feel like a crap parent

(13 Posts)
rhetorician Sat 04-Jul-15 21:29:41

my children just do whatever they want, have no respect for me or DP, ignore rules. They are both girls, 3 and 6. The elder one is particularly difficult. We have consequences, we follow through. it makes no discernible difference. We are clear about rules (there aren't that many of these - the obvious ones, I imagine). But a day at home is just a constant round of yelling, time outs, girls refusing to do things unless they are threatened, withdrawal of privileges, at which point they have no incentive to behave. I am running out of consequences. I do praise good behaviour, but they just don't seem to give a crap, frankly. And I am not enjoying it at all. Where to go from here?

BetteDavis01 Sat 04-Jul-15 21:31:37

Watching with interest. In exactly the same boat OP. I'm exhausted x

rhetorician Sat 04-Jul-15 21:34:44

I have just told them that unless there is good behaviour tomorrow they will not be going to family party. wine BetteDavis?

rhetorician Sat 04-Jul-15 21:42:05

I really wish I could teach DD1 to understand that if people are cross with her it's because she has done something wrong

wheelycote Sat 04-Jul-15 21:46:05

Humble opinion and experience of my two boys who could drive me to distraction....

When it gets to this stage all the fun has gone between yourself and them. They relate to yourselves through a cycle of being told off and it becomes the norm.
Make sure you get quality time with each individually (dividing and conquering) that will not be removed if even if they've been naughty...usual removal of priveledges yes but this has to be sacred. They will enjoy time with you one and one and won't want you to be disappointed in them (rather keep you on side rather than make you cross). Along with individual time (uninterrupted by the other and it must be fun) factor in time for the four of you...again this can't be removed if naughty (sacred)..the time doesn't have to be expensive in fact the best times are doing things like baking and chatting or singing nursery rhymes etc...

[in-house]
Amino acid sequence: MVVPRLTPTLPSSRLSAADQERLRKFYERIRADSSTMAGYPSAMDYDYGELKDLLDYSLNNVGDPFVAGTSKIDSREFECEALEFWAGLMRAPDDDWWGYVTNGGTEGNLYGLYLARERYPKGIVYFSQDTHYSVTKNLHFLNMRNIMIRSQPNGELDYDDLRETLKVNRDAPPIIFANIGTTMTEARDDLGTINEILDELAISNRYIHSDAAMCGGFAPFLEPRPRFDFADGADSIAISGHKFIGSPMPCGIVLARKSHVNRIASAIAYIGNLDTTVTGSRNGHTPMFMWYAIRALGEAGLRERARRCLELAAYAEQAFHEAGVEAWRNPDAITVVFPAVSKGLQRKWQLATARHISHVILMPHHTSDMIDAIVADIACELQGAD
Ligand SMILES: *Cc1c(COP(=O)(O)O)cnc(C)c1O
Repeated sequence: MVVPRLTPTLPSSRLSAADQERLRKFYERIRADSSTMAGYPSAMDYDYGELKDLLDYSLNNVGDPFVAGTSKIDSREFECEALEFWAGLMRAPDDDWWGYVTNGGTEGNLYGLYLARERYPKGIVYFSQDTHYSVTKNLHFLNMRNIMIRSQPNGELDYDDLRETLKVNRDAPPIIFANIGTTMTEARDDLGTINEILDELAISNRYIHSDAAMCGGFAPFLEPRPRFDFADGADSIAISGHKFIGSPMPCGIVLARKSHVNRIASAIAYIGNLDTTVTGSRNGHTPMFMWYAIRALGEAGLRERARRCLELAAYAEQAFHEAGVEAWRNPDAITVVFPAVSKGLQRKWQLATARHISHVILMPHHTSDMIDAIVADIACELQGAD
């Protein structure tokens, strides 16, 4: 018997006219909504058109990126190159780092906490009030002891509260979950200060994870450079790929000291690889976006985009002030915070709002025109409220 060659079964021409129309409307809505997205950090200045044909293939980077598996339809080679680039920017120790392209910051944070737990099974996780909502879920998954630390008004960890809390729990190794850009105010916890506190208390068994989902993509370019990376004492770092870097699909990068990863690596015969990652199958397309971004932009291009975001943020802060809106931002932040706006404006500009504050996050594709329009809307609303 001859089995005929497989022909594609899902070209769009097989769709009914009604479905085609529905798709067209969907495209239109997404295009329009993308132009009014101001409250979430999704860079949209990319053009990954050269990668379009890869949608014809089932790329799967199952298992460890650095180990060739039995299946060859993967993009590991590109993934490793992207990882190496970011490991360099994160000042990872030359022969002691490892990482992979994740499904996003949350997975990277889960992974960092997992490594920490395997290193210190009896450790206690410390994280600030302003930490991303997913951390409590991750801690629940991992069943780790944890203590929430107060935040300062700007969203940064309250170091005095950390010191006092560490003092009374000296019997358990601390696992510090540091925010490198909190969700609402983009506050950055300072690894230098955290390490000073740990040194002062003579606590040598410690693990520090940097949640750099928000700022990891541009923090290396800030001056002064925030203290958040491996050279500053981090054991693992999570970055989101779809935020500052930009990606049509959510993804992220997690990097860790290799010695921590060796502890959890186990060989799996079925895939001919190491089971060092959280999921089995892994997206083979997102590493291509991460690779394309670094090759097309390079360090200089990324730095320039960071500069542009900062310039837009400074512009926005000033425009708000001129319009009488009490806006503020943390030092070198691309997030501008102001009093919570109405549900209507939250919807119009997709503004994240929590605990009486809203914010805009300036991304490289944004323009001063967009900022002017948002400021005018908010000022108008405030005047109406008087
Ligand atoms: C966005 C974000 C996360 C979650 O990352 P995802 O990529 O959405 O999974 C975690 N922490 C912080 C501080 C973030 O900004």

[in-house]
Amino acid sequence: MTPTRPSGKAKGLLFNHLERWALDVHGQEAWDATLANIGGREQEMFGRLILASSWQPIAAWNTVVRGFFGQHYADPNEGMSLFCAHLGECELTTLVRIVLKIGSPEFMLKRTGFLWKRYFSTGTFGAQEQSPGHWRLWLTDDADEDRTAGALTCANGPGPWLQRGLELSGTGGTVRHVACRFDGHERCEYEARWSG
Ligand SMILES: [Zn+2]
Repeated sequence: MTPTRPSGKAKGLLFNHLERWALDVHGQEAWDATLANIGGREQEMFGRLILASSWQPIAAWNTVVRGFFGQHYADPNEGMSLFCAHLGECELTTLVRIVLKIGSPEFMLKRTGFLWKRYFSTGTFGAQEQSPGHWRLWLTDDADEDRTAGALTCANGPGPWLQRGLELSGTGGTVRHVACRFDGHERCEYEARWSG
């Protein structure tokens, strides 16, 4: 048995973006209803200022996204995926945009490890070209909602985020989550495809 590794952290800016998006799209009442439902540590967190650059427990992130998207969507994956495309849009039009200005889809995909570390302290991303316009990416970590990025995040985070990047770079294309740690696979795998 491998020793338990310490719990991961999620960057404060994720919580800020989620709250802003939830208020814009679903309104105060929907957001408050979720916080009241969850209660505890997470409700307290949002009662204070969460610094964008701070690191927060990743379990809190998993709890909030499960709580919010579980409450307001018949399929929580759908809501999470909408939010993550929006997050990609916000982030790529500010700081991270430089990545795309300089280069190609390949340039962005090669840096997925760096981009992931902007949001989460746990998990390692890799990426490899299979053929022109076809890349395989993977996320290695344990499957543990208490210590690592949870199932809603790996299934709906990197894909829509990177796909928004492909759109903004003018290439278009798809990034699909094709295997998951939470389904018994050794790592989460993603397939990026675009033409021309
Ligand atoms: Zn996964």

Change doesn't happen overnight but it always worked for me. It used to be cycles where the boys would be good for a while and then play up and the common denominator to then playing up was when I'd under prioritised time individually and as a family that.
HTH

Hairylegs007 Sat 04-Jul-15 21:49:00

Do you give them your attention?

rhetorician Sat 04-Jul-15 21:53:57

Hairylegs yes - lots of it. And lots of the kinds of things that wheely described. But it is 10pm and the 3 year old is still awake because her bed "smells of farts" and she will not give up until it is changed. It's not all negative attention - although it feels like it, but I can't let things like (1) taking all the soap from the bathroom (2) throwing toys into the chicken coop (3) pulling all the bedding off my bed and upturning the bin - all of which happened today - go unchallenged, surely? I let them away with quite a bit

wheelycote Sat 04-Jul-15 22:02:11

No you can't let them things go...tough one.

rhetorician Sat 04-Jul-15 22:06:43

I don't think that I punish things that they do unnecessarily - possibly the contrary (this is a legacy of DD1 reacting VERY badly to negativity/punishment) - maybe we need to go back to pasta jar type thing rewarding good behaviour?

Hairylegs007 Sat 04-Jul-15 22:08:49

Is thier bad behaviour a result of sleep deprivation?

rhetorician Sat 04-Jul-15 22:14:27

I don't think so - tonight was particularly bad, but normally they are asleep by 8.30-9 and get up around 7.30-8 (school is finished now). They have tons of energy, don't seem tired - the last hour or so of nonsense is probably tiredness- and it does get worse towards the end of the day.

DD2 is naughty - but she is 3 and is mostly fairly ok, particularly when it's just her. DD1 is much more difficult (and of course DD2 follows her example) - will attempt to negotiate her way out of punishments, threatens ("I'll only do x if you let me do y"), even though several years of experience should have taught her that this doesn't work. She lost a whole week of screen time this week for throwing things and hitting, so it's not that I don't follow through. They watched no tv at bedtime today - screen privileges were restored this morning, so she did have some i-pad time this morning. Most of the day spent playing outside, bouncing on trampoline. Quick trip to town. They eat proper food, not many sweets.

havemercy Sat 04-Jul-15 23:39:14

You mention that holidays have started, I wonder if they are behaving like this because the routine has changed and the normal daily 'rules' and routine have relaxed? They may also be responding to having more energy as they are not at school/nursery.

I get this at the start of every holiday period until we both learn to adapt. Normally this means that I have to stay firm with routines eg get up in the morning and straight into 'day' clothes, no lounging around in PJ's. No lengthy fun breakfast food etc

rhetorician Sun 05-Jul-15 09:36:20

havemercy yes, that's quite likely. Have started with pasta jar this morning and so far its working. At least it's better than yesterday...

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